You'd think disabled people who cant get out much would have investigated the net years ago.
It's almost as if they were suffering from an impairment to their ability to do stuff - and that this was holding them back somehow...
For example, braille is harder to use than text. It's slower to produce, slower to read, physically harder to do and takes up loads of space. My Mum is qualified as a VI teacher in her 40s - and has taught braille ever since. But she was never able to read it by feel - not a problem as she just looks. But many people who go blind later in life, also can't - and end up having to learn moon. Which uses bigger shapes - and thus takes up even more space. A blind kid I know did Lord of The Rings in English at school. It's a 13 volume book, each volume being 2' square and an inch thick.
Speech and listening area also slower than typing and reading text. And create problems if you try to do them in noisy environments.
Though you can now get a brilliant screenless laptop called a Braillenote (other brands may be available) which has either a 20 or 40 character braille display done with moving pins. But they are quite hard to use.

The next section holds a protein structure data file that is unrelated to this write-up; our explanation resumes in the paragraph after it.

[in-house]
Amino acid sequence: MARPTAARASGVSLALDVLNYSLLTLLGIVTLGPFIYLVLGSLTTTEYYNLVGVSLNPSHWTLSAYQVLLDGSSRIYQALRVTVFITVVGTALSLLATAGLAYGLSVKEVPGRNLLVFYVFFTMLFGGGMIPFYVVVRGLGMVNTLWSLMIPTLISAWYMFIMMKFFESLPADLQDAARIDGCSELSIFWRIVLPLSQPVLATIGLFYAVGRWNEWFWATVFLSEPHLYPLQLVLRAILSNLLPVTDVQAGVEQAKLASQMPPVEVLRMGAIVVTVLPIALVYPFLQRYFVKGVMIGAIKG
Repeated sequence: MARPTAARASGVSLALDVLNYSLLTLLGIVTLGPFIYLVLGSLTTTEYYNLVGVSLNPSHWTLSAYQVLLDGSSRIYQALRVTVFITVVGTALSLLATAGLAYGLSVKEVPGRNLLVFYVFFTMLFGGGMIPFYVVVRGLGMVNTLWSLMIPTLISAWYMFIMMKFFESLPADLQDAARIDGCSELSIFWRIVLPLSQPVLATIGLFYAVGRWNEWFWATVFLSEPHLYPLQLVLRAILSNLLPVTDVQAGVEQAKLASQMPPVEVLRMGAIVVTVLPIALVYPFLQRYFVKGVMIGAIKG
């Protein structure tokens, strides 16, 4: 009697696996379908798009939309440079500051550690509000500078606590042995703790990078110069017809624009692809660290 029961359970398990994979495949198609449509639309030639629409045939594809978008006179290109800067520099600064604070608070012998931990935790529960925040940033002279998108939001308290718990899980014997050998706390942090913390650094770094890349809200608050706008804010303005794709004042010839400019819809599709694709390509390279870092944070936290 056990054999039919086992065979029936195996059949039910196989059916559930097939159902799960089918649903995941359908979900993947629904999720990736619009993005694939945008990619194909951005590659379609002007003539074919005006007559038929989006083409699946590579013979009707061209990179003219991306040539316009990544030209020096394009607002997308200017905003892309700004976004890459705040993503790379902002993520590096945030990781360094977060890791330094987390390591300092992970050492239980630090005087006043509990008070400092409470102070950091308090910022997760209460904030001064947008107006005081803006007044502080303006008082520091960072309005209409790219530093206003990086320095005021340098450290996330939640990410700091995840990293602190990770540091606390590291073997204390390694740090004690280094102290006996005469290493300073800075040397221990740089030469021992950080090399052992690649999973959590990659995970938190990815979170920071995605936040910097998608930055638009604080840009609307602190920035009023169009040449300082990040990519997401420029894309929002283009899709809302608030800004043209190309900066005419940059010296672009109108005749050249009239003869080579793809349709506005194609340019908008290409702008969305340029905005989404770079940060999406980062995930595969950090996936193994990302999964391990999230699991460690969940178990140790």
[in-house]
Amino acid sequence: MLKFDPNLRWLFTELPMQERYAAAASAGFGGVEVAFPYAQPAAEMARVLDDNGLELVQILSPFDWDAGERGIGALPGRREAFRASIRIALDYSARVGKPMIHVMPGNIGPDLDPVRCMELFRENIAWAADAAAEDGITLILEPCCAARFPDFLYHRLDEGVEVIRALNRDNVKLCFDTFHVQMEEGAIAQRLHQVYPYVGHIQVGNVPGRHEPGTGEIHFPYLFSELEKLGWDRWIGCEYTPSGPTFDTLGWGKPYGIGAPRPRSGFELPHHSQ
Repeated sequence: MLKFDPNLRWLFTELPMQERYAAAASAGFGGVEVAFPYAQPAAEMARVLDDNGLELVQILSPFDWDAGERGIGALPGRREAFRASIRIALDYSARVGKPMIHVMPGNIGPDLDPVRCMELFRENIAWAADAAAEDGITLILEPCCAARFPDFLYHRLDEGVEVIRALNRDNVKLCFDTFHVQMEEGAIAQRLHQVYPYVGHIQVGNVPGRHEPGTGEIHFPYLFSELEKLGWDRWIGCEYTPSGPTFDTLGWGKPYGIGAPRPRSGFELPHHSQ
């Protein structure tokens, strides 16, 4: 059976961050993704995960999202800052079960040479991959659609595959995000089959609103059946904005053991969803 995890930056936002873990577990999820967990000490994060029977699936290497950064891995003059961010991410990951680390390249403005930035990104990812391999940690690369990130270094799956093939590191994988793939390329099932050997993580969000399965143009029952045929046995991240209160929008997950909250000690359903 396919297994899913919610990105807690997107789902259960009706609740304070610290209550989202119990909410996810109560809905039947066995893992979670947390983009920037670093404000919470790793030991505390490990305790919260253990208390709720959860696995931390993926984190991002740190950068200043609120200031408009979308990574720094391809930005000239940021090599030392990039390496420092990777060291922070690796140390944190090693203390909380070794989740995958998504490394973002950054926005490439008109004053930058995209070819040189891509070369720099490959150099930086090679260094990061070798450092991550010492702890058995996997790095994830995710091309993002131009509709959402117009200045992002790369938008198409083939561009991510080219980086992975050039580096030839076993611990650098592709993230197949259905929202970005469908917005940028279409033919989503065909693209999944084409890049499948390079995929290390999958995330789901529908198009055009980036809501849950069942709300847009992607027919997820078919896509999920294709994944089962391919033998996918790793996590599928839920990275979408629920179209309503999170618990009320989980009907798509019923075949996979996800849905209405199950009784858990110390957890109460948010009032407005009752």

A few years ago, a company created a satnav. Entirely voice interface. But the layers of menus required to get most sat navs to work how you want, meant that only the brightest blind people with the best memories could operate it. Nested menus are so much easier to navigate when you can see them / and don't have to hold the menu structure in your head. So what you can now get is a sat nav where it tells you where you are. Thus if you get on the right bus / train, you know where to get off. It is either programmed for a specific destination from your home PC, or you can press the save this location button - so you can navigate your way back somewhere.
If you're deaf/blind then of course voice interfaces are bugger-all good to you.
If you suffer from certain physical disabilities, then you're only going to get on the net voice-activated if you've got someone else to physically set up the system for you.
Plus, as a general rule, some people are better at problem-solving than others. And that difference applies to disabled people as much as anyone else. They just have more problems they need to solve, and often less money/help to be able to solve them with.